Updates on Archaeometallurgy

 By Agnese Benzonelli, Associate Editor for Archaeometallurgy

Earlier this year, a fascinating and illuminating discussion was shared among the Arch-met mailing list in response to the question: “why does Nature get archaeometallurgy so wrong?”.  

While the subject and examples given were, at least initially, focused on archaeometallurgy, the topic is of wider interest to archaeological science and archaeology more broadly. There were over fifty responses from scholars from all over the world in just a couple of days. I will summarise the most relevant points. The entire discussion can be found at the following link: https://www.jiscmail.ac.uk/cgi-bin/wa-jisc.exe?A1=ind2102&L=ARCH-METALS


Recently, an increase in poor-quality papers being published in high-impact journals has resulted in a widespread malaise in the archaeometallurgy community. NatureScience, and their online-only open-access spinoffs – Scientific Reports and Science Advances, publish research that includes methodological gaps, a lack of essential scientific analysis, and incorrect interpretation of datasets, all of which lead to erroneous conclusions. The question is: why?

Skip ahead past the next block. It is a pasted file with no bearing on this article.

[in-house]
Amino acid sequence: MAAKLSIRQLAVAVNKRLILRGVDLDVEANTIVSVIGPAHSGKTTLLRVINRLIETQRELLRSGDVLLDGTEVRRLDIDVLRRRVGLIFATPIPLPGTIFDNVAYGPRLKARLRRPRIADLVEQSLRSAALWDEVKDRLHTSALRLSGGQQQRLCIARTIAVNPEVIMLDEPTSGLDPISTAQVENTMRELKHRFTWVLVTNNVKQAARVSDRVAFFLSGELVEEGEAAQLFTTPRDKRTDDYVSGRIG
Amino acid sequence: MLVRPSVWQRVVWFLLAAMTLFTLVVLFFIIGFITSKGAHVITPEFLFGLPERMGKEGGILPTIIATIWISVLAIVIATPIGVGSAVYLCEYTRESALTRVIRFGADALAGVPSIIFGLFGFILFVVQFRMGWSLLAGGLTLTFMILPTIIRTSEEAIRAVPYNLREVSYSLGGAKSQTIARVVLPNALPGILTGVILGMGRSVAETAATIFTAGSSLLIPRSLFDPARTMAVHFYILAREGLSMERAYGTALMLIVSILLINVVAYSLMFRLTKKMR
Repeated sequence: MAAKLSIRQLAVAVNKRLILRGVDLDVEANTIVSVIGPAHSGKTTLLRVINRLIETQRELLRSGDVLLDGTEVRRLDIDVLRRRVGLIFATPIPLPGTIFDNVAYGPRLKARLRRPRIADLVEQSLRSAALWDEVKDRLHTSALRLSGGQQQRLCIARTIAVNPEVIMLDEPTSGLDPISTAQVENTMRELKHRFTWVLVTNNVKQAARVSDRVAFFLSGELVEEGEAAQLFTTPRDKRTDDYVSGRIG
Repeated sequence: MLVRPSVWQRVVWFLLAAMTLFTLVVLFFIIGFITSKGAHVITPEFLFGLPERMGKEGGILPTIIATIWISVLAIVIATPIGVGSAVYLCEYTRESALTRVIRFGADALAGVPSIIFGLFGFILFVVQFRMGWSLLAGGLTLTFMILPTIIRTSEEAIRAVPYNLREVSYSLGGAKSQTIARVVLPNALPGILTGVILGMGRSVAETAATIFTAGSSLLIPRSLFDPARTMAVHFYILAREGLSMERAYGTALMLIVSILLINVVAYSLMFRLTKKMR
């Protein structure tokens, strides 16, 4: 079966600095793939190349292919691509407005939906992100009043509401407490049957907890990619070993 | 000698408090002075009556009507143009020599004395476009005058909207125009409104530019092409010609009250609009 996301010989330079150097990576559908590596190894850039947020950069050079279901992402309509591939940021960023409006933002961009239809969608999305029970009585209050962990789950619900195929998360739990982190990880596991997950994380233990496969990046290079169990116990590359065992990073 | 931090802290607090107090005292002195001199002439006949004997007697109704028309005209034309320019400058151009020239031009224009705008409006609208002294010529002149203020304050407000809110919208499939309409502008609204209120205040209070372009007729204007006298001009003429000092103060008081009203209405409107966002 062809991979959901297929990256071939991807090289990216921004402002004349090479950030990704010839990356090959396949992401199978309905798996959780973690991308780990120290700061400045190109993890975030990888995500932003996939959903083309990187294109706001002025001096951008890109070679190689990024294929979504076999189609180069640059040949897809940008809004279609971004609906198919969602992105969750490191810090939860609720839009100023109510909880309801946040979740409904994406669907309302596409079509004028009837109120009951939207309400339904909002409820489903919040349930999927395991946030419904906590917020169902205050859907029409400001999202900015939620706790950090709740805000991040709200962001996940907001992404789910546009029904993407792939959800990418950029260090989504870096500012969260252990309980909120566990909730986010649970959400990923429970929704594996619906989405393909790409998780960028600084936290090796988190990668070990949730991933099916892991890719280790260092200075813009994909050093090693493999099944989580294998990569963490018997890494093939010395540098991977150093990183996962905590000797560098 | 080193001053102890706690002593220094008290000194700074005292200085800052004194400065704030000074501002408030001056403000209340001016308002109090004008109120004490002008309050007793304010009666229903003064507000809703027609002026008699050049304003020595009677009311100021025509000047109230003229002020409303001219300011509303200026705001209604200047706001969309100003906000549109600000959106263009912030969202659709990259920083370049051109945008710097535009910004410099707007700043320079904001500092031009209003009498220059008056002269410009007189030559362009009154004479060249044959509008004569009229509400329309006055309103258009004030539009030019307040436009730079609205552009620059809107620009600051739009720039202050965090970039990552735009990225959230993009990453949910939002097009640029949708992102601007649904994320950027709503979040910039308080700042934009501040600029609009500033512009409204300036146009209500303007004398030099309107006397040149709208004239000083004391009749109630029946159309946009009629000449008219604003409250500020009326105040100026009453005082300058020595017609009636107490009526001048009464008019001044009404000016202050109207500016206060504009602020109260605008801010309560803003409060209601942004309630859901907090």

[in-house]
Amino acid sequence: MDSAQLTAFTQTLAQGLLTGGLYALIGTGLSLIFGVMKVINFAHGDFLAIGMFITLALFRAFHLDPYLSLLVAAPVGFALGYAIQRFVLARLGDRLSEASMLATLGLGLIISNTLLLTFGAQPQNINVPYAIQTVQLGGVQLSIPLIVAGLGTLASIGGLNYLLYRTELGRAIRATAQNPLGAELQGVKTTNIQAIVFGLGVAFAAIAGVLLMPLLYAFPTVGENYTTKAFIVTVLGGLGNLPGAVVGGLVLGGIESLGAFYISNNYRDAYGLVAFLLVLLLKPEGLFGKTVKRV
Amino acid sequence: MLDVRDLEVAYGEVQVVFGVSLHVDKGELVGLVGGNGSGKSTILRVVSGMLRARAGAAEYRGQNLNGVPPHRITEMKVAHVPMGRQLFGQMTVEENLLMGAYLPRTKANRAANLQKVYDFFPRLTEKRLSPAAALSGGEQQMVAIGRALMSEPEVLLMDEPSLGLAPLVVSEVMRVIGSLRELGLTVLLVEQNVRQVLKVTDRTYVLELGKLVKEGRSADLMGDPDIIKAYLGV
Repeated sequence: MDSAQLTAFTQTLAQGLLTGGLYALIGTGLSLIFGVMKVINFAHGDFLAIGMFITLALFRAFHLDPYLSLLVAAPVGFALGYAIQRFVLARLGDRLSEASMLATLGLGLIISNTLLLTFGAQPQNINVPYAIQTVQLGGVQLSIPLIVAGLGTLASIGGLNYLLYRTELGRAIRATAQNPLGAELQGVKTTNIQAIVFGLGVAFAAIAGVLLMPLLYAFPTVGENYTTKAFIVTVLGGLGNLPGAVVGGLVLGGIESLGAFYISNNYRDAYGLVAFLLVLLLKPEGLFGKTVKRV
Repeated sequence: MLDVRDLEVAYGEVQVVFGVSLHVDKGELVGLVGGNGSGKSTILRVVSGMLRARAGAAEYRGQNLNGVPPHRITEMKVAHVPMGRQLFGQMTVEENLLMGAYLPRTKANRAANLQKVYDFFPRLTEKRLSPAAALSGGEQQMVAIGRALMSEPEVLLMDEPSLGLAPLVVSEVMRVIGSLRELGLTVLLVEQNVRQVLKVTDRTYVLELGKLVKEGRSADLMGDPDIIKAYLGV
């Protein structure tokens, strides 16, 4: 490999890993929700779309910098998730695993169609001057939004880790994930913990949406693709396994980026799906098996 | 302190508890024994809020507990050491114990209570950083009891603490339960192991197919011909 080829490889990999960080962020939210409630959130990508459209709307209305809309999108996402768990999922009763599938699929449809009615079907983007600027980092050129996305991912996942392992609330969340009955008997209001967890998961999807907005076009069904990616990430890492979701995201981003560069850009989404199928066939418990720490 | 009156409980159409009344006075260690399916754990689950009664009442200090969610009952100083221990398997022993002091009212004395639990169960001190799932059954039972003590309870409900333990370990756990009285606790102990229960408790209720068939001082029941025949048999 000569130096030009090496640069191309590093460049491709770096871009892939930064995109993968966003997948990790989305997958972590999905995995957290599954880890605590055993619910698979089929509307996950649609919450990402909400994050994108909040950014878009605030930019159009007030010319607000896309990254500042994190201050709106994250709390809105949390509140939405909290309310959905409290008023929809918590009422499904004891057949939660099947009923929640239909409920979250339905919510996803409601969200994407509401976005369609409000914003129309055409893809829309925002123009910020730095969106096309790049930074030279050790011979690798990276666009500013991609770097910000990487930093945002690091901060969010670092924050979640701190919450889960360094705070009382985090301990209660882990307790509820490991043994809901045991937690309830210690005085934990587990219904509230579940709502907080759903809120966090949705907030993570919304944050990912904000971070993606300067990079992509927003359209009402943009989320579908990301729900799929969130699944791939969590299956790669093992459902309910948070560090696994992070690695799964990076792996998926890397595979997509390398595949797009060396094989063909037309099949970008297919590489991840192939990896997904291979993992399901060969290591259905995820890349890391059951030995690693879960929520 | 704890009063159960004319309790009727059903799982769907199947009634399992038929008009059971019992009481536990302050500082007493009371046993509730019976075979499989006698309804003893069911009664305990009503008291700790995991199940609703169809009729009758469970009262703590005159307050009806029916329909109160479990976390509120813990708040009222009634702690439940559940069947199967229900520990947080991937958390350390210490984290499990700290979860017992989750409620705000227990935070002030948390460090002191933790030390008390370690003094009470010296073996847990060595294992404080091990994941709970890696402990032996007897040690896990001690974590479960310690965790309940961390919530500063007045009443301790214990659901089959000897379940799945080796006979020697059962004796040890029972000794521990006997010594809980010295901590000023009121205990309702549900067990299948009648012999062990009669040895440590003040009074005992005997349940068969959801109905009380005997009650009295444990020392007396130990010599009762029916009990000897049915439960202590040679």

The underlying issue is still the failure of most of the scientific community to regard archaeometallurgy as a scientific discipline in its own right. This leads to incompetence among the board of managing editors, which results in an inadequate selection of competent reviewers.


One of the posts revealed an insightful analysis of the editorial boards of the aforementioned journals, where it was evident that the core problem is structural. When the board is divided into categories of competences, such as in Nature and in Scientific Reports, it is appalling to see that there are none in the humanities and their related sciences. The nearest category to Social Sciences is Psychiatry. Otherwise, in the more scientific disciplines, there is Earth and Environmental Sciences, however, there is no one in the discipline with expertise in archaeometry among almost one hundred people. As such, archaeometallurgy and archaeometry papers are often handled by biologists.